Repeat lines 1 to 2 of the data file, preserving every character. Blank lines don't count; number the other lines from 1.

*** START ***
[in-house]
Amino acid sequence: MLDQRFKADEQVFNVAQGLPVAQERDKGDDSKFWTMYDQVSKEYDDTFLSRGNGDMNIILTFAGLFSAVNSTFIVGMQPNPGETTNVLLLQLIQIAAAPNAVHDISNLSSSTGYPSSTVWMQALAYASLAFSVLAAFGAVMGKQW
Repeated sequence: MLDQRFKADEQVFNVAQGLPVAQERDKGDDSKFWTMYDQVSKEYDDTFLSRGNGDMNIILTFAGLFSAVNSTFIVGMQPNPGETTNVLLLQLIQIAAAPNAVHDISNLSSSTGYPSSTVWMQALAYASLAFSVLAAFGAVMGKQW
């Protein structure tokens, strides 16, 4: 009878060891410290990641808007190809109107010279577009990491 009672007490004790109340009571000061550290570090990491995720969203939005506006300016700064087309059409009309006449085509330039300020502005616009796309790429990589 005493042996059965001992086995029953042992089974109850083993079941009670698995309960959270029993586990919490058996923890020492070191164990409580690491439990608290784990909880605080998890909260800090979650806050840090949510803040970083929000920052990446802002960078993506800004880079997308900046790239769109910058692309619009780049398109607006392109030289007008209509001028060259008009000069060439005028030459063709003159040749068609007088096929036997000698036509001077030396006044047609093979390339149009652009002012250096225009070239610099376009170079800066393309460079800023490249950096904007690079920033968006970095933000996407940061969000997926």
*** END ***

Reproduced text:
[in-house]
Amino acid sequence: MLDQRFKADEQVFNVAQGLPVAQERDKGDDSKFWTMYDQVSKEYDDTFLSRGNGDMNIILTFAGLFSAVNSTFIVGMQPNPGETTNVLLLQLIQIAAAPNAVHDISNLSSSTGYPSSTVWMQALAYASLAFSVLAAFGAVMGKQW